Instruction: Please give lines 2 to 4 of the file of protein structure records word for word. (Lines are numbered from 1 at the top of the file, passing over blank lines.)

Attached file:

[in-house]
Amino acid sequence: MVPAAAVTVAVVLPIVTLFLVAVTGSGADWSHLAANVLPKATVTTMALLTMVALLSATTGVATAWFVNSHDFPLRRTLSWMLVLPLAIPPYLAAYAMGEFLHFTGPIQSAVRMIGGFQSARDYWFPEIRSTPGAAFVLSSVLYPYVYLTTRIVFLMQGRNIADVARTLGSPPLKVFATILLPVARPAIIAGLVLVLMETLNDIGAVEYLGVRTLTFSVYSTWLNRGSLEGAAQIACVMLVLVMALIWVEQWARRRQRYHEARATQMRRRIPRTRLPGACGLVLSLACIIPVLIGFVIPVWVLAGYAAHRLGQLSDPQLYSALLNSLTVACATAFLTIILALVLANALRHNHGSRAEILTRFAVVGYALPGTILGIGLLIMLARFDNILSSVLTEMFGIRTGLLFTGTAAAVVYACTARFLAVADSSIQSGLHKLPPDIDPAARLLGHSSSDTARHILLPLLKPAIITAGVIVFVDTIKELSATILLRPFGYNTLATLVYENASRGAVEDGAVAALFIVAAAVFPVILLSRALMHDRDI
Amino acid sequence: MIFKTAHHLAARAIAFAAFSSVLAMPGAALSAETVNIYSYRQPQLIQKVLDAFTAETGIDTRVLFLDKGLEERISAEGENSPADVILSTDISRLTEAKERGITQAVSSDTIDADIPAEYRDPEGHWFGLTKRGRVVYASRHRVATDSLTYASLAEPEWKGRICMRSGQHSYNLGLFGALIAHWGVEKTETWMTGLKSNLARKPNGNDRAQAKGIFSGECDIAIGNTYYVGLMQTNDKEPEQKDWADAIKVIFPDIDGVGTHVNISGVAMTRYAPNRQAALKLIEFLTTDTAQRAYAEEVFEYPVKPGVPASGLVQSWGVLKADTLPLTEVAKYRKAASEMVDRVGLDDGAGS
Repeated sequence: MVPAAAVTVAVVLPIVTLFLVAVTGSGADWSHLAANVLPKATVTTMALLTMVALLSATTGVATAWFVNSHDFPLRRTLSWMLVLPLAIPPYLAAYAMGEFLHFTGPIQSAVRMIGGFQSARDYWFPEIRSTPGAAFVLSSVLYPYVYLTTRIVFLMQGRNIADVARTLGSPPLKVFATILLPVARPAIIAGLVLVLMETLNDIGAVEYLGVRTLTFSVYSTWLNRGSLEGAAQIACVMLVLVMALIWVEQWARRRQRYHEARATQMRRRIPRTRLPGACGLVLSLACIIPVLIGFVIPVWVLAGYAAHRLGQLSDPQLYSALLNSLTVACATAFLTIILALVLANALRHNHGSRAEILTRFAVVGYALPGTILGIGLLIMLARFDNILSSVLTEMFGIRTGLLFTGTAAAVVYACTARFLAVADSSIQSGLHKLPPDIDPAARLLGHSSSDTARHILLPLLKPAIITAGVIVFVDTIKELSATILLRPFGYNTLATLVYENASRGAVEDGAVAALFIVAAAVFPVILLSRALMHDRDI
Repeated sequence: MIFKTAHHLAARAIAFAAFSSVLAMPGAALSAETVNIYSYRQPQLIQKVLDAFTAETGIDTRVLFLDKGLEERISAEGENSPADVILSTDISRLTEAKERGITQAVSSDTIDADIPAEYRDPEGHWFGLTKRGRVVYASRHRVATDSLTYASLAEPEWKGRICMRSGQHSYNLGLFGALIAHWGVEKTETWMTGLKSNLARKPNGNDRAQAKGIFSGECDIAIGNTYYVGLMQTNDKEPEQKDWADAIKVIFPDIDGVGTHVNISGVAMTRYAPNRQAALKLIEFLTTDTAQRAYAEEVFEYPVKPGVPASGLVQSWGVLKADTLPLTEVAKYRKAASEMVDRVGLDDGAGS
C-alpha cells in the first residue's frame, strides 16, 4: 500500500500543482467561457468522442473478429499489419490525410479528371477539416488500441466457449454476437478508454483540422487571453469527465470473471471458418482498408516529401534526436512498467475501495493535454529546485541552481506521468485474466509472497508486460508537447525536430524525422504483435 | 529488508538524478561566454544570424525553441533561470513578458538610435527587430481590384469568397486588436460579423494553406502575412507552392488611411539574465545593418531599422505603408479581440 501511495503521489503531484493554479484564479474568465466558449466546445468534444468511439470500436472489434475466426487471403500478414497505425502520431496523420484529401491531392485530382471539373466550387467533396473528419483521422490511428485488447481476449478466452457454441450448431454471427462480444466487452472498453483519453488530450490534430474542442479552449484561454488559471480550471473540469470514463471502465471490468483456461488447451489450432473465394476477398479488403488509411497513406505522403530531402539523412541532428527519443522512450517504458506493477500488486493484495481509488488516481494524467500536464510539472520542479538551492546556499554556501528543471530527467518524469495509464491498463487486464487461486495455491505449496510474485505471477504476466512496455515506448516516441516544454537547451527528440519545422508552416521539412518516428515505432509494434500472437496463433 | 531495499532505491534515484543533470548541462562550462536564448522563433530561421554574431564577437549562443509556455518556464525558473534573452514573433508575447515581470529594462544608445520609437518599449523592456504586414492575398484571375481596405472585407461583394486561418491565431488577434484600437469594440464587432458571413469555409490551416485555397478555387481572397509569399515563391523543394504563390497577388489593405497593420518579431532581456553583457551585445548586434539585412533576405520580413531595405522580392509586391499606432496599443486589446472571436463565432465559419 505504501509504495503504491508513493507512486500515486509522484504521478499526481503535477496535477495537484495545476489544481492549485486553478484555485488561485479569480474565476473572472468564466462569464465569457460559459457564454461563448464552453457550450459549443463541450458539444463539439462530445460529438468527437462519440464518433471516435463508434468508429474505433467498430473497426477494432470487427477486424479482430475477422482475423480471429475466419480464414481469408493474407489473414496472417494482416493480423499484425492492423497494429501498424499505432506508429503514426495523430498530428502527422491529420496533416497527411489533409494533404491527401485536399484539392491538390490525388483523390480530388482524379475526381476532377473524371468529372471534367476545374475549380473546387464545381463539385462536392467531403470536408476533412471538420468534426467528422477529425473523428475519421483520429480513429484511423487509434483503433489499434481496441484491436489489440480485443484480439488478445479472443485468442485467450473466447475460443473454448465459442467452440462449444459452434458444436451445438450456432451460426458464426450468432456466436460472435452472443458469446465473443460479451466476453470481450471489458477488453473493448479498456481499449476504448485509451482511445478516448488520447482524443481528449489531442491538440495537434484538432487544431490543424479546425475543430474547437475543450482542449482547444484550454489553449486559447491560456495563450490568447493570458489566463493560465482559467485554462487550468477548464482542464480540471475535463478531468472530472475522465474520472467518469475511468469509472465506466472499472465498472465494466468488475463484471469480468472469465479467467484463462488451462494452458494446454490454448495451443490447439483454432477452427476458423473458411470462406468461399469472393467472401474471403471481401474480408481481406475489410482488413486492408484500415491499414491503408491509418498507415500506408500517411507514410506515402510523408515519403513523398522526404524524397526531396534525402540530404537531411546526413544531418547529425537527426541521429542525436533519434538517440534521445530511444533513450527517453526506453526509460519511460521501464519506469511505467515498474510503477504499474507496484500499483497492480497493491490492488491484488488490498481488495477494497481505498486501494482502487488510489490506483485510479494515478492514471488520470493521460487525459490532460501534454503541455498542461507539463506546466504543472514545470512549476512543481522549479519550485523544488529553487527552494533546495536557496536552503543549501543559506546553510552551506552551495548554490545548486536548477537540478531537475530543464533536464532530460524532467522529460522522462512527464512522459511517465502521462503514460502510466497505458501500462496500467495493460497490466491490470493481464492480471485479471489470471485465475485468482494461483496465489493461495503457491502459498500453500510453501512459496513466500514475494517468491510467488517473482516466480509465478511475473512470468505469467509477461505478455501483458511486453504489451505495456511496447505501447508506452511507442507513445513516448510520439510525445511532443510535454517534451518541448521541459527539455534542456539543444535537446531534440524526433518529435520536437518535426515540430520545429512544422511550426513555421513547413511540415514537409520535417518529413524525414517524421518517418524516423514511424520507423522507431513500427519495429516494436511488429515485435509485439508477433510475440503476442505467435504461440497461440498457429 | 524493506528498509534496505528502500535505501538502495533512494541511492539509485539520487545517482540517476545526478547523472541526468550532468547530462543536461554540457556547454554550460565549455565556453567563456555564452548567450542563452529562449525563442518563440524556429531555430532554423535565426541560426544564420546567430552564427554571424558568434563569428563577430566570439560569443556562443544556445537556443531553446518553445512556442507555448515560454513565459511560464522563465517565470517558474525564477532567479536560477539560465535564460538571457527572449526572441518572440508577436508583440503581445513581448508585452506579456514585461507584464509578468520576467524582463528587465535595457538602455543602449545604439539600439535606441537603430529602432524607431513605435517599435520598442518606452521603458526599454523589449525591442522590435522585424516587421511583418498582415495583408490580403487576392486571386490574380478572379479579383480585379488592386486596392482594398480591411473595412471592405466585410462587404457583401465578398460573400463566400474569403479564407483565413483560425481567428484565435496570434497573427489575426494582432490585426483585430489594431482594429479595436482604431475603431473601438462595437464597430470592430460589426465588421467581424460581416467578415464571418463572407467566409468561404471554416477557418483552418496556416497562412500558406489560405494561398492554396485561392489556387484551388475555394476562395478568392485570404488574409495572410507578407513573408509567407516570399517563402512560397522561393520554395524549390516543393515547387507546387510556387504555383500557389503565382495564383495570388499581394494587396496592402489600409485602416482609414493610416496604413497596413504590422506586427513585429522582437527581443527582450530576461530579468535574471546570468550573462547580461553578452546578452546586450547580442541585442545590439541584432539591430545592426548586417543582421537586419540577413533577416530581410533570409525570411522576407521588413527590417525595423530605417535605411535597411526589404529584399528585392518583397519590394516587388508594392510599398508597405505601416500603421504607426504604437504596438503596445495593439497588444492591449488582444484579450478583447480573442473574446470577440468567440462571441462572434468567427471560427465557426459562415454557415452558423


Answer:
Amino acid sequence: MVPAAAVTVAVVLPIVTLFLVAVTGSGADWSHLAANVLPKATVTTMALLTMVALLSATTGVATAWFVNSHDFPLRRTLSWMLVLPLAIPPYLAAYAMGEFLHFTGPIQSAVRMIGGFQSARDYWFPEIRSTPGAAFVLSSVLYPYVYLTTRIVFLMQGRNIADVARTLGSPPLKVFATILLPVARPAIIAGLVLVLMETLNDIGAVEYLGVRTLTFSVYSTWLNRGSLEGAAQIACVMLVLVMALIWVEQWARRRQRYHEARATQMRRRIPRTRLPGACGLVLSLACIIPVLIGFVIPVWVLAGYAAHRLGQLSDPQLYSALLNSLTVACATAFLTIILALVLANALRHNHGSRAEILTRFAVVGYALPGTILGIGLLIMLARFDNILSSVLTEMFGIRTGLLFTGTAAAVVYACTARFLAVADSSIQSGLHKLPPDIDPAARLLGHSSSDTARHILLPLLKPAIITAGVIVFVDTIKELSATILLRPFGYNTLATLVYENASRGAVEDGAVAALFIVAAAVFPVILLSRALMHDRDI
Amino acid sequence: MIFKTAHHLAARAIAFAAFSSVLAMPGAALSAETVNIYSYRQPQLIQKVLDAFTAETGIDTRVLFLDKGLEERISAEGENSPADVILSTDISRLTEAKERGITQAVSSDTIDADIPAEYRDPEGHWFGLTKRGRVVYASRHRVATDSLTYASLAEPEWKGRICMRSGQHSYNLGLFGALIAHWGVEKTETWMTGLKSNLARKPNGNDRAQAKGIFSGECDIAIGNTYYVGLMQTNDKEPEQKDWADAIKVIFPDIDGVGTHVNISGVAMTRYAPNRQAALKLIEFLTTDTAQRAYAEEVFEYPVKPGVPASGLVQSWGVLKADTLPLTEVAKYRKAASEMVDRVGLDDGAGS
Repeated sequence: MVPAAAVTVAVVLPIVTLFLVAVTGSGADWSHLAANVLPKATVTTMALLTMVALLSATTGVATAWFVNSHDFPLRRTLSWMLVLPLAIPPYLAAYAMGEFLHFTGPIQSAVRMIGGFQSARDYWFPEIRSTPGAAFVLSSVLYPYVYLTTRIVFLMQGRNIADVARTLGSPPLKVFATILLPVARPAIIAGLVLVLMETLNDIGAVEYLGVRTLTFSVYSTWLNRGSLEGAAQIACVMLVLVMALIWVEQWARRRQRYHEARATQMRRRIPRTRLPGACGLVLSLACIIPVLIGFVIPVWVLAGYAAHRLGQLSDPQLYSALLNSLTVACATAFLTIILALVLANALRHNHGSRAEILTRFAVVGYALPGTILGIGLLIMLARFDNILSSVLTEMFGIRTGLLFTGTAAAVVYACTARFLAVADSSIQSGLHKLPPDIDPAARLLGHSSSDTARHILLPLLKPAIITAGVIVFVDTIKELSATILLRPFGYNTLATLVYENASRGAVEDGAVAALFIVAAAVFPVILLSRALMHDRDI